Friday, March 2, 2012

Amierdaca, What Kinda Country Is YOU?: A “Black Every Day” reflection by Sese of Treble Army

Amierdaca, What Kinda Country Is YOU?: A “Black Every Day” reflection by Sese of Treble Army

“You sound like you from the country.”

Without having rapped a single word, this was the first reaction to what I had to say in Boston. A young sister from a class at English High was referring to my accent in the middle of a conversation I was starting about the erasure of our people's memory. I prefer having this particular discussion with youth because it brings to light that the United States power structure imposes certain cultural and political puppets onto us as “leaders” (though these puppets have no direct influence on our daily lives except for being on the channel zero media day in and day out) while intentionally repressing the historical and present sisters and brothers who have fought for African liberation through the provision of basic human needs like food, clothing, shelter, medical care, and education.

America, what kinda country is you? What kind of country imprisons, exiles, and murders freedom fighters that implemented free breakfast for children programs, then steals those very same programs and renames them Head Start, and finally makes the heirs to the freedom struggle (African youth) see the true freedom fighters as somehow “bad” and “violent” as you drown them in Wendy Williams?

Amierdaca, that's who.

The conversation at English High got real when we weaved into the subject of Tupac Shakur, which catapulted us into a discussion of his mother Afeni and her Black Panther comrade, Assata Shakur. Assata's story resonated with these young sisters, and they came to not only identify with her story of revolutionary action, underground existence, and exile, but they also defended her and stated that they would never tell on her for the U.S. government, no matter how high the reward. When asked why they are not told about sisters like Assata by mainstream media and institutions, one of the students pointed out that, “'Cause if we knew about her, we'd want to be like her.”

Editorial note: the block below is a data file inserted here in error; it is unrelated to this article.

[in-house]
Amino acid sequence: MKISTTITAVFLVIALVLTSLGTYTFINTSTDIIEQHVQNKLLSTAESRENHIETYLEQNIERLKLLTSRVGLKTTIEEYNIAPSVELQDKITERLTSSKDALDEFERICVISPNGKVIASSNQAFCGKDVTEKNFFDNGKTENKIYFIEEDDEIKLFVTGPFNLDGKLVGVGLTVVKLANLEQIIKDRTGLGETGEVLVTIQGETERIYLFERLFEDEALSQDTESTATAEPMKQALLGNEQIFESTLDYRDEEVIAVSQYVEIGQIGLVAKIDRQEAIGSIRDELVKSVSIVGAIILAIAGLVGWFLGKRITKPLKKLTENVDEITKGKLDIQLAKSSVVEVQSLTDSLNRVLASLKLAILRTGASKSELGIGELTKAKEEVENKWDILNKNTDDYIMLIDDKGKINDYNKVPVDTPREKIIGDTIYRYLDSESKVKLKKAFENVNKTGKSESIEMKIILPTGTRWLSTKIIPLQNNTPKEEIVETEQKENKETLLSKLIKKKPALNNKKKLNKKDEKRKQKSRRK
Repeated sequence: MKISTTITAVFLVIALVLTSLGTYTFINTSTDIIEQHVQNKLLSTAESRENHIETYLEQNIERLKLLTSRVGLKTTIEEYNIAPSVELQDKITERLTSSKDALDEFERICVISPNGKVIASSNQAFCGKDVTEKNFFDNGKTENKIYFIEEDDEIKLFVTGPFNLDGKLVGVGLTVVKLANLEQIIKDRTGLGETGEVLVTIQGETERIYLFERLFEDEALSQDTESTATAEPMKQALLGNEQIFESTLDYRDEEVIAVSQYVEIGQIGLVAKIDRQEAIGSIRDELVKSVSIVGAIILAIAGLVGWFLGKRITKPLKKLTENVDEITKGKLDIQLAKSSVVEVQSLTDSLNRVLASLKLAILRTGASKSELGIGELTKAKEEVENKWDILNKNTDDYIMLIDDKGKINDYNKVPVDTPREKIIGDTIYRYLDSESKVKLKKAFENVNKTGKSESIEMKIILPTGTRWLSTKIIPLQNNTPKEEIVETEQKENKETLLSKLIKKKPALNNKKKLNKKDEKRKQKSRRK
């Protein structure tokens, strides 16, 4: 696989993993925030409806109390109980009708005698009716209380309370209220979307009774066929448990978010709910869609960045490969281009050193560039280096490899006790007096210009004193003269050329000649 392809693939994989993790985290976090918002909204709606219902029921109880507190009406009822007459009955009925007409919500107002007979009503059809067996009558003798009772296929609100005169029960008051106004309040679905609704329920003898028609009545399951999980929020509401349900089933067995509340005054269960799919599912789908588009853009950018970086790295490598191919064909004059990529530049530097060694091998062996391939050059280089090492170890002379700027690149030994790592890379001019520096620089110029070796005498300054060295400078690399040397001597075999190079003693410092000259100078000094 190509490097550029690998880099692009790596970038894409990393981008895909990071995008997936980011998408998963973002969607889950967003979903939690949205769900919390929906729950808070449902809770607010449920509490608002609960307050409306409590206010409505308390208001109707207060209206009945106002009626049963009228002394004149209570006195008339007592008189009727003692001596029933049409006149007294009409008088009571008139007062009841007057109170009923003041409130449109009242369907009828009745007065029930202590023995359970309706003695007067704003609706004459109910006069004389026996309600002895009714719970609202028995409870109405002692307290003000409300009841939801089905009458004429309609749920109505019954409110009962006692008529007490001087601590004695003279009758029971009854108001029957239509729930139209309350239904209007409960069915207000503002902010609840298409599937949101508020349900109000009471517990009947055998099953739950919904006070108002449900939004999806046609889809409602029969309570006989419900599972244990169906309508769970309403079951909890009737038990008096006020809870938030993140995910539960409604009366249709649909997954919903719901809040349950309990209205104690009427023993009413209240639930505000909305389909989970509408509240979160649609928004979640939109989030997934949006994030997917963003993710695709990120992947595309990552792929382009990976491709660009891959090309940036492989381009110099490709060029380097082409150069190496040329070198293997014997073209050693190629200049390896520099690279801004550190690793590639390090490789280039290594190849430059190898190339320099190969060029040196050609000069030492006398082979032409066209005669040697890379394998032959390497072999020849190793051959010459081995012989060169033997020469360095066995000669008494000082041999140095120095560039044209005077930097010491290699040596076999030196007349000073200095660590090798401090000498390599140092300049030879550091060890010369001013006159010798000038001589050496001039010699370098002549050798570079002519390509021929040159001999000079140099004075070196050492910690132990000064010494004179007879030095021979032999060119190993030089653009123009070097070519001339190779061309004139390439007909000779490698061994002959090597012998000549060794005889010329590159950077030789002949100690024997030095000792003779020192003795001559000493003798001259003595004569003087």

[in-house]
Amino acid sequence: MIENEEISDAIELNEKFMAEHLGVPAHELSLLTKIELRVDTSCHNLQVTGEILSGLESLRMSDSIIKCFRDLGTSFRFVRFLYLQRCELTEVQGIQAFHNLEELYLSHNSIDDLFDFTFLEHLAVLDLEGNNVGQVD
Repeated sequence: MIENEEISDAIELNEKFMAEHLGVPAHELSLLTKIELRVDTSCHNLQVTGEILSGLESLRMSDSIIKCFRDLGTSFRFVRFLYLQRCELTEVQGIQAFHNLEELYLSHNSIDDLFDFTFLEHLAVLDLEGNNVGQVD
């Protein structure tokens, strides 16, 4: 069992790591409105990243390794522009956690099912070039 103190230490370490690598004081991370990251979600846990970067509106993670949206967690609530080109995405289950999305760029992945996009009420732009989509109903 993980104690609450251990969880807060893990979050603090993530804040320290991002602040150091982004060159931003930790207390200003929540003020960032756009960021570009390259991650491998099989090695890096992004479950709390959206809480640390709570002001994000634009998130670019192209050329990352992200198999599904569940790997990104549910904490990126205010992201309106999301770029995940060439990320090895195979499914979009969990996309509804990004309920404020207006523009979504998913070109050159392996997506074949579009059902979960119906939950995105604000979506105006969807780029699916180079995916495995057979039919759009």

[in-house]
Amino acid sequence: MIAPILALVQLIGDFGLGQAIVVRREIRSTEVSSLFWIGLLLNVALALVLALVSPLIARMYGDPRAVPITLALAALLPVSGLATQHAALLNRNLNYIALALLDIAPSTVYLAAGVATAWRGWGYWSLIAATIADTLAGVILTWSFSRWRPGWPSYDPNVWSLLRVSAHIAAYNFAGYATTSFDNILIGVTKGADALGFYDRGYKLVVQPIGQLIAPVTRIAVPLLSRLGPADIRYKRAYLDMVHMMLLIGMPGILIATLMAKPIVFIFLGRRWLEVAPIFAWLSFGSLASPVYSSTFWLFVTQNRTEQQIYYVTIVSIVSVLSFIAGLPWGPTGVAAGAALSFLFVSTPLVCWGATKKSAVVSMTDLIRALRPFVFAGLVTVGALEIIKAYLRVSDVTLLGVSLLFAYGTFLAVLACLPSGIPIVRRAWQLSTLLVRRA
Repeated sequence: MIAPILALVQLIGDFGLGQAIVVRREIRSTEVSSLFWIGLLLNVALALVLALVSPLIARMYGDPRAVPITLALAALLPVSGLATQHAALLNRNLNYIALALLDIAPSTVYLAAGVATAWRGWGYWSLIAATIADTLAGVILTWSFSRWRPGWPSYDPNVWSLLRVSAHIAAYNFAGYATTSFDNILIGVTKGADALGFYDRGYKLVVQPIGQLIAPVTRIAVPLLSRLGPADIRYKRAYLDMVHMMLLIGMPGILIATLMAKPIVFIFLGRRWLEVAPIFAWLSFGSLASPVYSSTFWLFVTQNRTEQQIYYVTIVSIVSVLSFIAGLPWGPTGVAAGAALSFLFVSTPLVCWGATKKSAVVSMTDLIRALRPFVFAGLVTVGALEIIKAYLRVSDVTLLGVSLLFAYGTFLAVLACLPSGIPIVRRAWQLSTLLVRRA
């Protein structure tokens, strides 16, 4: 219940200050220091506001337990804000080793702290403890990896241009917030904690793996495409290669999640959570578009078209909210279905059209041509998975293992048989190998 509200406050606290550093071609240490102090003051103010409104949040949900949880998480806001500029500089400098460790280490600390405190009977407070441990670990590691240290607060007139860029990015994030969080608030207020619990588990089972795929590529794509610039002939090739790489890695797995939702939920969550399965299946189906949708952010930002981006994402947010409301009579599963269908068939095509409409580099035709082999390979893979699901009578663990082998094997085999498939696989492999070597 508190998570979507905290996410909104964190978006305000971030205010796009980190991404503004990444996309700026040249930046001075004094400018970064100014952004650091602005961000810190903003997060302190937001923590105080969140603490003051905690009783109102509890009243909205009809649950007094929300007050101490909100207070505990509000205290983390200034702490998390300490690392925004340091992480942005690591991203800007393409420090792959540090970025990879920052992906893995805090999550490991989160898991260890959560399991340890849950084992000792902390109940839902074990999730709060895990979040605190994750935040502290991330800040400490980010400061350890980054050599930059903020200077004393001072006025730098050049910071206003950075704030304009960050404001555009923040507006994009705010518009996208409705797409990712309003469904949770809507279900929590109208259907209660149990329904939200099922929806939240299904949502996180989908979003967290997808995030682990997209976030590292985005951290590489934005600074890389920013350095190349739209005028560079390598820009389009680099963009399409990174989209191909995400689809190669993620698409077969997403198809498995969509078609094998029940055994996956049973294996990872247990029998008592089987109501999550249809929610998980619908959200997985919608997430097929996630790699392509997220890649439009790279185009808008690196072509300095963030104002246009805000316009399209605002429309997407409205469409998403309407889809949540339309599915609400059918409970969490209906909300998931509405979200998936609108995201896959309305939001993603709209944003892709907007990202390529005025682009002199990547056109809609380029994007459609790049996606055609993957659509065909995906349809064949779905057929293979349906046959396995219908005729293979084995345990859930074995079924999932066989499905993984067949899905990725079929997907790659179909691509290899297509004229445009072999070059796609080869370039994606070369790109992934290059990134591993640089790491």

Which is exactly what we need. Those young sisters ARE the ones who must continue the struggle for transformation of the entire society in which we live. And WE, as those with information derived from study and experience, must consistently engage their thoughts and actions towards that end. (I would first suggest we develop a semester-long curriculum that starts with the work of Assata Shakur and Safiya Bukhari, and expand from there.)

As time inched closer to the event, a train ride turned into a shouting match between a high-school age African brother and a 50-something white dude, which then devolved into fisticuffs, which immediately deteriorated into a contest of who could hug the other in the most hateful way. Others on the train might have characterized it as a fight. Scenes like this are multi-layered, but for me emphasized two things that I'll cite here: an oppressor-imposed meaning of manhood that causes males to view life in terms of aggression and empty terms like “respect/disrespect” (concluding in a U.S. empire built on hyper-aggression viz a viz land theft, mass genocide, enslavement of people, patriarchal subjugation of women, normalization of physical violence in the mass media and social life, military conquest domestically and abroad, etc.), and the larger twist that we are all in: fighting each other in horizontal skirmishes while fat cat oppressors who control our survival and perception sit on high on Wall Street balconies, Pentagon swivel chairs, and Tinseltown boardroom conference seats just laughing at us.

America, what kinda country is you? What kind of country inculcates violence in its population in service of capitalist domination, using the male species as its foremost vehicle for the physical manifestation of this violence to the detriment of all? What kind of country revels in how much people can hurt, destroy, and dispossess others who are just as enslaved to the pay-to-live standard of dying as they are? Amierdaca, that's who.

But, no need for defeatism, for some of the seeds to the neccesary restructuring of Amierdaca find fertile ground in intimate spaces of productive learning and mutual exchange of experience, such as the Black Every Day event. Community folks of all ages came out, and through poetry and music we all elevated expectations of ourselves and the work that must be done daily to change conditions and relationships on this planet from exploitation to sustainability.

Keeping ourselves to this standard will ensure our victory over the forces of global domination. And we will be the ones who decide, Amierdaca, what kinda country you is.

Or ain't.

Treble Army is comprised of Latido and Sese. Latido handles engineering, mixing, recording, and production. Sese produces and raps. The group has been making music since 2007, and their formal releases include The Recruitment (2010) and Amierdaca (2012). Our music is a weapon in service of people's liberation from imperialist hegemony and all the oppression that grows from that. Our responsibility is to agitate our people towards decisive actions that will release us all from the capitalist terror we endure daily.

For more exposure to Treble Army:

Amierdaca album online (full listen, one free download):
iTunes link:
Amazon link:
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Facebook page:
Good ol' email (general inquiries, booking, etc.):

If you like what you hear, please write a review of our music on any of the sites you visit. And, without hesitation, please spread the word about our music. Look out for the Amierdaca DVD including music videos for every song from the album coming soon!

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